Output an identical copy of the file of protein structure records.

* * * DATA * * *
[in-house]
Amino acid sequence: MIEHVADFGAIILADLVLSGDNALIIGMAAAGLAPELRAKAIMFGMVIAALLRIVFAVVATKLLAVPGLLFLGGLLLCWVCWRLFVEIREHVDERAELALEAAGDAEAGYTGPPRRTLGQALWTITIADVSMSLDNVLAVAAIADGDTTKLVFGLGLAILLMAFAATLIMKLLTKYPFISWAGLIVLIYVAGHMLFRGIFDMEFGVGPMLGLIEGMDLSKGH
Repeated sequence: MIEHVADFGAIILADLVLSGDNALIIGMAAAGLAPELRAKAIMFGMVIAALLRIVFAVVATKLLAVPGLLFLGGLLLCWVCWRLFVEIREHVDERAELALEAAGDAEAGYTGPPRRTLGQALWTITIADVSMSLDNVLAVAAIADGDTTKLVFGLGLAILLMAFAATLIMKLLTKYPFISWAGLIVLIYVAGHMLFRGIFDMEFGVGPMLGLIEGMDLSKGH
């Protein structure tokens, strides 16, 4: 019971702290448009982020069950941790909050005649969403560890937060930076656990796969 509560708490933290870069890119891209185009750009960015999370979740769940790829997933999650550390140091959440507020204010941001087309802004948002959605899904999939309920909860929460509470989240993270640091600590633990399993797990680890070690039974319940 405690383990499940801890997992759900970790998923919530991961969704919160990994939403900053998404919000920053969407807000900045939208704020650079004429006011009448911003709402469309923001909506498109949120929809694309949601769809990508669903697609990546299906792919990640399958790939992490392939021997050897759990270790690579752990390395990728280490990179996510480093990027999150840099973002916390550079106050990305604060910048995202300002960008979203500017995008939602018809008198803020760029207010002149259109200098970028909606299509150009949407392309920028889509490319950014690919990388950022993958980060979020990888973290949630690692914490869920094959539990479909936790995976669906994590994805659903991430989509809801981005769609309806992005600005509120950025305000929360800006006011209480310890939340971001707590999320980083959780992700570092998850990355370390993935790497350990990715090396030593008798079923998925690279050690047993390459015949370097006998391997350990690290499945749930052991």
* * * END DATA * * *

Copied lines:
[in-house]
Amino acid sequence: MIEHVADFGAIILADLVLSGDNALIIGMAAAGLAPELRAKAIMFGMVIAALLRIVFAVVATKLLAVPGLLFLGGLLLCWVCWRLFVEIREHVDERAELALEAAGDAEAGYTGPPRRTLGQALWTITIADVSMSLDNVLAVAAIADGDTTKLVFGLGLAILLMAFAATLIMKLLTKYPFISWAGLIVLIYVAGHMLFRGIFDMEFGVGPMLGLIEGMDLSKGH
Repeated sequence: MIEHVADFGAIILADLVLSGDNALIIGMAAAGLAPELRAKAIMFGMVIAALLRIVFAVVATKLLAVPGLLFLGGLLLCWVCWRLFVEIREHVDERAELALEAAGDAEAGYTGPPRRTLGQALWTITIADVSMSLDNVLAVAAIADGDTTKLVFGLGLAILLMAFAATLIMKLLTKYPFISWAGLIVLIYVAGHMLFRGIFDMEFGVGPMLGLIEGMDLSKGH
């Protein structure tokens, strides 16, 4: 019971702290448009982020069950941790909050005649969403560890937060930076656990796969 509560708490933290870069890119891209185009750009960015999370979740769940790829997933999650550390140091959440507020204010941001087309802004948002959605899904999939309920909860929460509470989240993270640091600590633990399993797990680890070690039974319940 405690383990499940801890997992759900970790998923919530991961969704919160990994939403900053998404919000920053969407807000900045939208704020650079004429006011009448911003709402469309923001909506498109949120929809694309949601769809990508669903697609990546299906792919990640399958790939992490392939021997050897759990270790690579752990390395990728280490990179996510480093990027999150840099973002916390550079106050990305604060910048995202300002960008979203500017995008939602018809008198803020760029207010002149259109200098970028909606299509150009949407392309920028889509490319950014690919990388950022993958980060979020990888973290949630690692914490869920094959539990479909936790995976669906994590994805659903991430989509809801981005769609309806992005600005509120950025305000929360800006006011209480310890939340971001707590999320980083959780992700570092998850990355370390993935790497350990990715090396030593008798079923998925690279050690047993390459015949370097006998391997350990690290499945749930052991």